- Now walk 7 units up the y-axis, then stop again.
- Finally walk 9 units up the z-axis. You’re now at the point that the vector describes!

Again, a vector like this represents a point in our Cartesian space, and is usually visualized as an arrow or line:

In the image above, the **a** arrow represents a vector, where the **a**_{x} line represents the x-coordinate for the vector (and similarly for **a**_{y} and **a**_{z}).

Vectors are usually denoted by lowercase, bold letters like

aor lowercase letters with an arrow on top .

# Translation: Moving points from A to B

Let’s say that you have a vector **a** which describes a point in our Cartesian space, and you’d like move it a little bit up to describe a point that is 5 units higher on the z-axis. Changing a vector to describe a new point that is a fixed distance away in a particular direction is called **translation.**

It’s very easy to translate a vector, because it just requires us to add two vectors:

Adding two vectors is done horizontally: Add all the top numbers together to produce the resultant top number, add all the middle numbers to produce the resultant output number, etc.

Intuitively, you can imagine that you are standing at the point described by the first vector, and now the second vector begins at this point. If you follow that vector to it’s end, you’ll arrive at the sum. The image below illustrates this in the plane:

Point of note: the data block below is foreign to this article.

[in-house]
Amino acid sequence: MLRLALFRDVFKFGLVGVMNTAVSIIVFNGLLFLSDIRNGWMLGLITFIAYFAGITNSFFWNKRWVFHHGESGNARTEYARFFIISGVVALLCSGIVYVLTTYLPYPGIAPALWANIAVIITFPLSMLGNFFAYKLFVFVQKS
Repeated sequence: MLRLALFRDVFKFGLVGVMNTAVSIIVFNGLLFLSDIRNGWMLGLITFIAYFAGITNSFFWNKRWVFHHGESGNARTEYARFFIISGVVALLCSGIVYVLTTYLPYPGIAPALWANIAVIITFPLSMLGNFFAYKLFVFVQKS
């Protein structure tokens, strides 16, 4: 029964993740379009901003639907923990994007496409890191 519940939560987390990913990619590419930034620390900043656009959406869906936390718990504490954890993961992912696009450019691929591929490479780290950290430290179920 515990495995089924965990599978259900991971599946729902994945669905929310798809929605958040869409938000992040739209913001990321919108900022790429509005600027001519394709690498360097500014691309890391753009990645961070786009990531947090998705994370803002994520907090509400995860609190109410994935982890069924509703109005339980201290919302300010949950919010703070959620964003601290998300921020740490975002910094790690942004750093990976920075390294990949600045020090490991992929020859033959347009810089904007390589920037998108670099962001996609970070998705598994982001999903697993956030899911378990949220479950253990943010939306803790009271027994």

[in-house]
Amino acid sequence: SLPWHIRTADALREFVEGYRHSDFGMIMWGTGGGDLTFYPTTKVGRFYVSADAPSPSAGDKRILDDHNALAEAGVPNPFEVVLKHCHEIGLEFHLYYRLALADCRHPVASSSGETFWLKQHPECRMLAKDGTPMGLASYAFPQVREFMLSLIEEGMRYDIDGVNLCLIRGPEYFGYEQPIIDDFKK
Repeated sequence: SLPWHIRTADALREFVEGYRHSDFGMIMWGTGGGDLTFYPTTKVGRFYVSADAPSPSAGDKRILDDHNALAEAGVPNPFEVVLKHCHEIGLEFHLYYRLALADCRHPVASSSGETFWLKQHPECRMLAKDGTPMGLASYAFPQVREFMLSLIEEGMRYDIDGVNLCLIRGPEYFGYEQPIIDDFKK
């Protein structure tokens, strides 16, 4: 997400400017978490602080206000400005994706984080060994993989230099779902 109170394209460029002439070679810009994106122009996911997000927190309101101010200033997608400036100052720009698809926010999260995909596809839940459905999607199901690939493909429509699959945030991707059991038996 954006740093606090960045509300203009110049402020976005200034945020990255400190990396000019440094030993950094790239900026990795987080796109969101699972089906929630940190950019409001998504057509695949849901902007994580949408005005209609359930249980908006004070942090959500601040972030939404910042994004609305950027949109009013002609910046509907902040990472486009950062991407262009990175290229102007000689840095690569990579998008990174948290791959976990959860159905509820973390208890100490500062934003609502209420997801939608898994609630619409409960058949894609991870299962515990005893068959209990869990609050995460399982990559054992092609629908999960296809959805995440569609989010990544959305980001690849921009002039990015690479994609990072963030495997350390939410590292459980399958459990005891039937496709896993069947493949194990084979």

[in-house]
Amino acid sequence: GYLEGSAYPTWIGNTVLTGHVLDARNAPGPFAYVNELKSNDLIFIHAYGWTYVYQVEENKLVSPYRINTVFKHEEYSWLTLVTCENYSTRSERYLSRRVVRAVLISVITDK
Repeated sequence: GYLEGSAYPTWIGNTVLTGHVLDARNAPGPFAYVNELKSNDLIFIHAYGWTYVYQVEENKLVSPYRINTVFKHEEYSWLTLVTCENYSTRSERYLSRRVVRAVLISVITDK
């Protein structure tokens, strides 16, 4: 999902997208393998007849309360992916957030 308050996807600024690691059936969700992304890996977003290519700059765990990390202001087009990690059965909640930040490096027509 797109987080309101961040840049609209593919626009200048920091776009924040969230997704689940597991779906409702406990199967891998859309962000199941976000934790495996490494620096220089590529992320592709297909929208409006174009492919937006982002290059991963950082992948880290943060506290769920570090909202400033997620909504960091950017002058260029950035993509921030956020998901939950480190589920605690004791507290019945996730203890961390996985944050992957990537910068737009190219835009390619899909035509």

Similarly, you could move the same vector to describe a point that is 5 units lower on the z-axis by instead *subtracting* this displacement vector.

# Matrices: How to Transform Vectors

So far, we’ve described the coordinate system, how we can represent points in space, and how we can add and subtract vectors to effectively translate them. But what if we want to do something more interesting with a point, like rotate it around the z-axis?

This is where matrices come in handy. In a Cartesian coordinate system, a **matrix** usually represents a transformation on a vector like:

- Rotating the vector around an axis
- Scaling it to be bigger or smaller
- Mirroring it across a plane

A matrix is just a two-dimensional array, and looks like this:

Usually capital letters are used to denote that a variable is a matrix

There is a special matrix called the **Identity Matrix** (Often denoted as *I*) that does absolutely nothing but spit out the original vector when applied to a vector. It is just a matrix that has all ones going down the center of the matrix diagonally, and zeroes elsewhere: